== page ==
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  • Recommended Watching – Women at War, 1914-1918

    Posted by Dan from Madison on May 6th, 2020 (All posts by )

    I am learning French and part of that is watching French entertainment with English subtitles. I googled “Netflix shows in French with English subtitles” and stumbled upon one of the most interesting things I have watched on TV, well, ever.

    Women at War, 1914-1918 is the story of how the women in France handled, or were made to handle, their men all leaving for the front lines. Subjects included pacifism movements, women working in fields and munition plants, among many other topics. There was also a lot of front line footage. Some of the footage was from Germany, but the vast majority is from France.

    Speaking of the footage, it was simply amazing. The producers digitized and colorized photos and films from the era and I was stunned at the quality. I paused the movie a bunch of times to take in certain frames.

    Highly recommended for those with not just an interest in the main subject matter of women at war, but anyone with a WW1 interest.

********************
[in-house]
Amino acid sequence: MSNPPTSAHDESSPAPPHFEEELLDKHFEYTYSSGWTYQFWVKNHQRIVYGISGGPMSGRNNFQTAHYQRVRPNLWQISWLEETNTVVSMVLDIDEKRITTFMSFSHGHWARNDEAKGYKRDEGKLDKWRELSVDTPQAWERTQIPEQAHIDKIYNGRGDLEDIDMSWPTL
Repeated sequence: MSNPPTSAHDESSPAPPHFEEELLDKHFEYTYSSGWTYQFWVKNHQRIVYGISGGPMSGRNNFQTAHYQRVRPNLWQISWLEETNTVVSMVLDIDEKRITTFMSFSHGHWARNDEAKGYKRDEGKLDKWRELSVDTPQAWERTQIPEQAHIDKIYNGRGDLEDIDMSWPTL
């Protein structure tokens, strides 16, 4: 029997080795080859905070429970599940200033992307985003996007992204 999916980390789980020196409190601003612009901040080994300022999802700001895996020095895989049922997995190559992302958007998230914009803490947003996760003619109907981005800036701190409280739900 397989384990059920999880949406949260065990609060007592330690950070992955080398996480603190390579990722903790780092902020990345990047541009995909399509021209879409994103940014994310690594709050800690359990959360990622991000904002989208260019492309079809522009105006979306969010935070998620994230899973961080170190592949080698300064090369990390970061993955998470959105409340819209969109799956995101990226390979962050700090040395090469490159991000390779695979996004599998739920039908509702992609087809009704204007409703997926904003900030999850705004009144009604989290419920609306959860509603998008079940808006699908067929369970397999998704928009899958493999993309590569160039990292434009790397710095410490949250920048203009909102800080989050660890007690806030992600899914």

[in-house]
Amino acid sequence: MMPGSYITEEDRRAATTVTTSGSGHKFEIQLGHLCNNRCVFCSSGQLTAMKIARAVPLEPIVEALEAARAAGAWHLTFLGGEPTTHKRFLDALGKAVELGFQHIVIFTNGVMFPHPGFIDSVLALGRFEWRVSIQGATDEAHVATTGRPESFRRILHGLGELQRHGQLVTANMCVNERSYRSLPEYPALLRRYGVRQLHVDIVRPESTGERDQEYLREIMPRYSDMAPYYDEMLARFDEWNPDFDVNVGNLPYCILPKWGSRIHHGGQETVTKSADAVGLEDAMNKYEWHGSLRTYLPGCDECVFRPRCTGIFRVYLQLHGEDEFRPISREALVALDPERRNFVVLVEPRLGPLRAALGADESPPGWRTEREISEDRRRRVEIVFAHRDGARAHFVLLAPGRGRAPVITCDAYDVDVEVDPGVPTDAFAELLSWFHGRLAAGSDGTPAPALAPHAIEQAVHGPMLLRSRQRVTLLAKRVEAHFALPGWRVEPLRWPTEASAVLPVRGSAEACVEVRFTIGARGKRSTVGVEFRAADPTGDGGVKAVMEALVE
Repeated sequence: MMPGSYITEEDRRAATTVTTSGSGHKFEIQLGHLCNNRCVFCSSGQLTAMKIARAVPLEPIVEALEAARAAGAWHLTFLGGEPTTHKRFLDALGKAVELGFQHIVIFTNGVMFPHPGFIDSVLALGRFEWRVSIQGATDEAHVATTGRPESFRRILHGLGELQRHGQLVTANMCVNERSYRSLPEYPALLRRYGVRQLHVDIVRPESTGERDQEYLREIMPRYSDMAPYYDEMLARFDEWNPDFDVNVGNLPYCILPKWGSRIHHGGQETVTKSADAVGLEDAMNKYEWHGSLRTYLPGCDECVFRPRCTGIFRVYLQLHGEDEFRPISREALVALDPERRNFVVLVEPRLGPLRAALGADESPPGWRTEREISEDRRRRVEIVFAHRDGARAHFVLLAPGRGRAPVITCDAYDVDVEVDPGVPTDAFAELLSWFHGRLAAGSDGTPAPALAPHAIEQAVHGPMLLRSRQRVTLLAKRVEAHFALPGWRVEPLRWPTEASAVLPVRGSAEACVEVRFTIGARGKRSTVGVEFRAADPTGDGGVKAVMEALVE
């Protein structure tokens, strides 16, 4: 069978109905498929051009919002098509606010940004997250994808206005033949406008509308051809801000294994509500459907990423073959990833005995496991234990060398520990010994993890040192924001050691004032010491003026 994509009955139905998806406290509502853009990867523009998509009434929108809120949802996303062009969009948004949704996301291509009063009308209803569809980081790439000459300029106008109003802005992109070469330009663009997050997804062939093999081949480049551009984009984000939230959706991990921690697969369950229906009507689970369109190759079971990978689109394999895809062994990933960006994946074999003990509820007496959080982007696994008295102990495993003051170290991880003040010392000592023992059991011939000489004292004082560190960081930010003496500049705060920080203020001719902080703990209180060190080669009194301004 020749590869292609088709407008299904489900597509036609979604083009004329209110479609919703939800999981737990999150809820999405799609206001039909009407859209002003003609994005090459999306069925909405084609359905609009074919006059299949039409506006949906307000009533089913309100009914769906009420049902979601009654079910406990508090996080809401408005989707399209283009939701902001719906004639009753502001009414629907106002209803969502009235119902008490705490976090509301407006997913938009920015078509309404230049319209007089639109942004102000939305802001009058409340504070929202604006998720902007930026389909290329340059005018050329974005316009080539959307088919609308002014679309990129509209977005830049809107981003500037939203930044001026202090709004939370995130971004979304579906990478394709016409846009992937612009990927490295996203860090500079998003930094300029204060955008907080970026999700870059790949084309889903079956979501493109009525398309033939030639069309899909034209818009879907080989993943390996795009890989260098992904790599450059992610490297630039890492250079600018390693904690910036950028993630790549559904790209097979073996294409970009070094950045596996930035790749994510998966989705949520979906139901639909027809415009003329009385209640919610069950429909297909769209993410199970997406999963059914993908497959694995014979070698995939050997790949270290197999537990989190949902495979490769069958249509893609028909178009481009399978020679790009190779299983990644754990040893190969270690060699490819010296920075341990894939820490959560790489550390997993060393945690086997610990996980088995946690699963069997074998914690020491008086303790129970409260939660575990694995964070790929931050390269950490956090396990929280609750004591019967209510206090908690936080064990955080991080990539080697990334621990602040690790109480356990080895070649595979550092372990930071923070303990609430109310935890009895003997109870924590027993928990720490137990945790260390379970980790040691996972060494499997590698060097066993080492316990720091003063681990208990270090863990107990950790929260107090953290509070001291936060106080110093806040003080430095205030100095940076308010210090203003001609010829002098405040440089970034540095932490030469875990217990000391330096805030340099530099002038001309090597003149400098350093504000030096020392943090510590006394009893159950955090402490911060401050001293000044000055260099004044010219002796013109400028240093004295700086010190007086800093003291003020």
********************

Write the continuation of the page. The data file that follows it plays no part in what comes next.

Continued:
***Caution*** Some of the footage is graphic (war wounds and dead bodies), and there is a bit of nudity.

     

    3 Responses to “Recommended Watching – Women at War, 1914-1918”

    1. Mike K Says:

      One aspect of women at war then was Marie Curie who, with her daughter, paid for a series of mobile xray labs in trucks to take xrays of soldiers’ injuries. They were called “petite Curies.” She spent the war doing that and then, at its end, returned to her research,.

    2. Dan from Madison Says:

      There is a segment in the documentary on Marie Curie and the Petite Curies.

    3. David Foster Says:

      General Edward Spiers, who was Churchill’s emissary to France in 1940 and wrote some really great memoirs, mentioned meeting Eve Curie. I think he had at least a mild crush on her.